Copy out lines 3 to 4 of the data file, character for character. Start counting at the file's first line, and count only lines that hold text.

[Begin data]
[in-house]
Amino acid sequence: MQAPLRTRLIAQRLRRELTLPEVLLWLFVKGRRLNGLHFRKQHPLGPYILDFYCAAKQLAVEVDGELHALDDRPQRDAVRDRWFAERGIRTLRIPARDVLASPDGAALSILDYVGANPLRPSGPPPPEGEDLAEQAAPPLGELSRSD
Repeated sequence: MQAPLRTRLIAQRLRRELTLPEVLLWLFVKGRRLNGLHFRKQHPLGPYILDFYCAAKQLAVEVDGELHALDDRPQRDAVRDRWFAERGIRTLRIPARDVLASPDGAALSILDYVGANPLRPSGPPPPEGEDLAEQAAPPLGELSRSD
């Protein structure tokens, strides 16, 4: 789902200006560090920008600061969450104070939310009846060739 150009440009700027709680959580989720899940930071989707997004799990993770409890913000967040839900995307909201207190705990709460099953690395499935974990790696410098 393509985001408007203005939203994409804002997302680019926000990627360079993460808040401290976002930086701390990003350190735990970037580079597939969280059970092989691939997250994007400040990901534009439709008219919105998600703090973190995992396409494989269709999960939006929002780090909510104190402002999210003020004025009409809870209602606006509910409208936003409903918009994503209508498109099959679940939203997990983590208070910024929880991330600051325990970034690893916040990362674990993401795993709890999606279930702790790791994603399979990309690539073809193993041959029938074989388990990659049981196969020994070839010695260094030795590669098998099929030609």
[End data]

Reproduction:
Repeated sequence: MQAPLRTRLIAQRLRRELTLPEVLLWLFVKGRRLNGLHFRKQHPLGPYILDFYCAAKQLAVEVDGELHALDDRPQRDAVRDRWFAERGIRTLRIPARDVLASPDGAALSILDYVGANPLRPSGPPPPEGEDLAEQAAPPLGELSRSD
């Protein structure tokens, strides 16, 4: 789902200006560090920008600061969450104070939310009846060739 150009440009700027709680959580989720899940930071989707997004799990993770409890913000967040839900995307909201207190705990709460099953690395499935974990790696410098 393509985001408007203005939203994409804002997302680019926000990627360079993460808040401290976002930086701390990003350190735990970037580079597939969280059970092989691939997250994007400040990901534009439709008219919105998600703090973190995992396409494989269709999960939006929002780090909510104190402002999210003020004025009409809870209602606006509910409208936003409903918009994503209508498109099959679940939203997990983590208070910024929880991330600051325990970034690893916040990362674990993401795993709890999606279930702790790791994603399979990309690539073809193993041959029938074989388990990659049981196969020994070839010695260094030795590669098998099929030609």